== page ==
Finding a spot on the beach is not hard, even on busy summer days. Once you’ve slapped on the sunblock, the choice is simple: wade into the lapping waves on the eastern side of the beach or, if shallower waters are preferred, turn around and cross the dunes to the large lagoon on the other side. Either way, the water is clean and refreshing, making this a great little escape from the hustle and bustle of the city.
If you want to make a real splash then take a 10-minute stroll south along the spacious promenade until you reach the impressive diving structure, Kastrup Søbad, known locally as ‘The Snail’. Rising out of the deep seawater, this snail-shaped wooden structure is fitted with specially designed diving platforms.
To reach the beach and the snail from central Copenhagen, take the metro to Amager Strand (around 15 minutes) and then walk east along Italiensvej for around 600m.
You can reach this lovely little beach north of the city by bike in around 20 minutes – and trust us when we say that the lovely soothing seawater rewards the effort it takes to get there.
Once you arrive, walk down the elegant curved pier and you can leap into the water at will, or just relax on the long wooden bench, which looks south towards sailboats and city buildings. Right behind the pier the triangular beach extends towards an older boardwalk, which is popular with couples taking lazy summer strolls.
The beach’s fine soft sand makes Svanemøllestranden an ideal spot to sunbathe and swim. Some advice, though: get here early if you want to find a good spot on the beach – space is limited and this place is extremely popular with locals.
We’d also recommend bringing a packed lunch as there’s not much to choose from near the beach, besides ice cream and coffee.
If your plans to hit the beach or harbour get derailed by bad weather (and let’s face it, that’s very possible in Copenhagen), consider a trip to this public pool at Julius Andersens Vej 1A, southwest of the city.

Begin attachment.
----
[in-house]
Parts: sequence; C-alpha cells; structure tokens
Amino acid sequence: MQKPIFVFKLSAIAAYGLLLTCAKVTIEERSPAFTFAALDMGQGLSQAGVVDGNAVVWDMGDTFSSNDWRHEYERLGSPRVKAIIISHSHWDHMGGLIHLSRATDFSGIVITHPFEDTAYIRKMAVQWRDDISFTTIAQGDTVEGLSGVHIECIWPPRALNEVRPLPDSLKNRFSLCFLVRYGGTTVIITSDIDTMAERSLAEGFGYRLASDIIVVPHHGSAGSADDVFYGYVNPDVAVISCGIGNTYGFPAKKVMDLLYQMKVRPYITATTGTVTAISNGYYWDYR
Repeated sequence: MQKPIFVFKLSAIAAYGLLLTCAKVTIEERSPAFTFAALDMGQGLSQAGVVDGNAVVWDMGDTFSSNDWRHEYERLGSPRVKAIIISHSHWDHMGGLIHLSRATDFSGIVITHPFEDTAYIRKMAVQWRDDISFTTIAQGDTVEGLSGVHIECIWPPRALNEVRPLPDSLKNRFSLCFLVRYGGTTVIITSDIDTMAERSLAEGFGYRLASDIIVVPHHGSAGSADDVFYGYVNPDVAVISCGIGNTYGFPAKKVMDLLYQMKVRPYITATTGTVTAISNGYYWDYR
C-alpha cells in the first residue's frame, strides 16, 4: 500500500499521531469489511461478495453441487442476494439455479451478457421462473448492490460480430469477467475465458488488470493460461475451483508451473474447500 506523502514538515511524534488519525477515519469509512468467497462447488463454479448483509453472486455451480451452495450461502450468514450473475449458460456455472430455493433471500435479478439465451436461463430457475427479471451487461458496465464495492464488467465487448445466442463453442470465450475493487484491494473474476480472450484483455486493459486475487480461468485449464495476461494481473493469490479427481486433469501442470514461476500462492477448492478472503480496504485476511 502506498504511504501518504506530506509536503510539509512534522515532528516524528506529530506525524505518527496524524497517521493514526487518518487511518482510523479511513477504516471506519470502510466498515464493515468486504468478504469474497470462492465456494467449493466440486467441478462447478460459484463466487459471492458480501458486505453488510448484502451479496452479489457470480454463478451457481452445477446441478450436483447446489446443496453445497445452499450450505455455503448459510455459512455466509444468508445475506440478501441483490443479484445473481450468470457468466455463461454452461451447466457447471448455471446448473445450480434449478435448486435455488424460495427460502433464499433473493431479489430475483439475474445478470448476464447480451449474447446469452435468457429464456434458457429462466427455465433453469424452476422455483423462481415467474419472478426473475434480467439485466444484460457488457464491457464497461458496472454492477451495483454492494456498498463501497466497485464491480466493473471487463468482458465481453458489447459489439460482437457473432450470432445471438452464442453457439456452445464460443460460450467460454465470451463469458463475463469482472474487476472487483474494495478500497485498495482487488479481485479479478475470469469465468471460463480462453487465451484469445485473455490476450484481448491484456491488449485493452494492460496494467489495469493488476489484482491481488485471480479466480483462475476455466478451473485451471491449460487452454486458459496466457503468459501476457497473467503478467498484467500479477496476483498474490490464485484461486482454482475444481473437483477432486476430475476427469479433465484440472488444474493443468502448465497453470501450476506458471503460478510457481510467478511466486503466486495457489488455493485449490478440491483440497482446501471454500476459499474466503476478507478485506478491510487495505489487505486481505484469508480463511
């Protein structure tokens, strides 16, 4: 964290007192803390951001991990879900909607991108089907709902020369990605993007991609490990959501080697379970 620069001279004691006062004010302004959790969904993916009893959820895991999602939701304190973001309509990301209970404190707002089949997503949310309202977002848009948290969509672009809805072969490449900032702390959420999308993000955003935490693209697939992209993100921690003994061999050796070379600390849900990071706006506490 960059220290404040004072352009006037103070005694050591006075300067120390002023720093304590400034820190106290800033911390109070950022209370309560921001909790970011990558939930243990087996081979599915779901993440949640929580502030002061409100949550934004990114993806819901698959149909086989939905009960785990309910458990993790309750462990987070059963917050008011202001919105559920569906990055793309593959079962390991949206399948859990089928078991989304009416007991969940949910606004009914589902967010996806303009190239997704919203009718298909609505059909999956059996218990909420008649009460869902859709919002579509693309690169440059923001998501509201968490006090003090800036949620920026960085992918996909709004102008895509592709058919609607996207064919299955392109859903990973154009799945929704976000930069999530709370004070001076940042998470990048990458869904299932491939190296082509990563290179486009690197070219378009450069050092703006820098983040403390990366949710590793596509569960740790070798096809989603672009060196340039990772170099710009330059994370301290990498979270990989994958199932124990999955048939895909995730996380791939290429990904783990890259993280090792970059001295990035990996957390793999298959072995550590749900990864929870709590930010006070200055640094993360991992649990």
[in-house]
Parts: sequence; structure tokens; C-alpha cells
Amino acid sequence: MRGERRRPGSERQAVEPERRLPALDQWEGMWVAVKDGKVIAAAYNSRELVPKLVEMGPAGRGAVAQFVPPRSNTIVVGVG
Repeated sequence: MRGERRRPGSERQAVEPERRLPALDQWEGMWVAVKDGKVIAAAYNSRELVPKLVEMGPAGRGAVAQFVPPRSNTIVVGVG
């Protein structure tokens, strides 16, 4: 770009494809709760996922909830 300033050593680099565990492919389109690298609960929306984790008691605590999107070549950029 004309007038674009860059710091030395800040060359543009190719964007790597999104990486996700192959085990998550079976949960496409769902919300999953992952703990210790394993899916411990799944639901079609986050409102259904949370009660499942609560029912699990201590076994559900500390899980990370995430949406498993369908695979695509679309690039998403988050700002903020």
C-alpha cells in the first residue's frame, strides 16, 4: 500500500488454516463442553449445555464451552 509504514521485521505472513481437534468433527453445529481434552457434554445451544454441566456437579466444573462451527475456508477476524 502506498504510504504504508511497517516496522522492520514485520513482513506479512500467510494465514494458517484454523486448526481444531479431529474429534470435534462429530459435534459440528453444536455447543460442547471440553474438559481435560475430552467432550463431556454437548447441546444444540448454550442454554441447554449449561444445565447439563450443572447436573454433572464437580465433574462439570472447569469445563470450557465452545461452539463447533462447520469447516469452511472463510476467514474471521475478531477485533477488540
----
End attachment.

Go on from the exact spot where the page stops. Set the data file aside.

Allow a few hours for your visit to Valby Vandkulturhus; there’s a lot more on offer beyond the swimming pool. Once you’ve paid the admission fee (around 45 DKK) you’re free to follow flowing water through the ground floor swimming area and soak in inviting waterfalls and pools of different temperatures – the warmest is heated to 34c.
Afterwards you can go upstairs and enjoy the saunas in the wellness area (an extra charge of around 40 DKK applies). There’s even an infrared sauna to help get rid of any aches or pains you’ve picked up on your travels.
To reach the pool either cycle (around 20 minutes one way) or take the S-tog train from Copenhagen’s central station to Ny Ellebjerg, then walk the rest of the way. Opening hours vary and the pool closes for a couple of weeks during summer – check the official site before travelling (the hours appear under the word ‘abningstider’).
Copenhagen is one of the few European capitals where the water is clean enough to swim in, and there are several designated bathing zones around the harbour where you can safely take the plunge.
Some are simply areas marked out with buoys and metal ladders into the water: others have facilities on land such as changing rooms and saunas. Some are only in the summer, while others, such as the Halfdansgade, are open all day year-round for hardy swimmers. None has lifeguards, so swimming there is at your own risk. See here for a full list of Copenhagen’s bathing zones and their opening hours.